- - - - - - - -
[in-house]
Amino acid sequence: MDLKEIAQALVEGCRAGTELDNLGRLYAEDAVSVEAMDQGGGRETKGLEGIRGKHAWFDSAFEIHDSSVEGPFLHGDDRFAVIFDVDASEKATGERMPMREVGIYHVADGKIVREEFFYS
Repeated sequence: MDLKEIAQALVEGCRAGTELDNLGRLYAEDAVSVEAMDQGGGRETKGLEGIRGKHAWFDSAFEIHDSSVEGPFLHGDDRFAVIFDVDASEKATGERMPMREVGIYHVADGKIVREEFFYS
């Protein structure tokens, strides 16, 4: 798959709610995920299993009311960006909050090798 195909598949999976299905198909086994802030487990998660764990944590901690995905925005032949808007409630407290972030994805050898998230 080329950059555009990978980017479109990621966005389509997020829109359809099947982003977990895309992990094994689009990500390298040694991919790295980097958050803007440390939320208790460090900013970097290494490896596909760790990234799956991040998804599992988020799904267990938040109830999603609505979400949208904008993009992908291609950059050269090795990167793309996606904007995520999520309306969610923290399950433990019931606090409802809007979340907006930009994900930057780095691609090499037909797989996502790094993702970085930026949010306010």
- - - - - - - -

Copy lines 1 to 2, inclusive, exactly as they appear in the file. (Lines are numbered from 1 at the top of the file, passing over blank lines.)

[in-house]
Amino acid sequence: MDLKEIAQALVEGCRAGTELDNLGRLYAEDAVSVEAMDQGGGRETKGLEGIRGKHAWFDSAFEIHDSSVEGPFLHGDDRFAVIFDVDASEKATGERMPMREVGIYHVADGKIVREEFFYS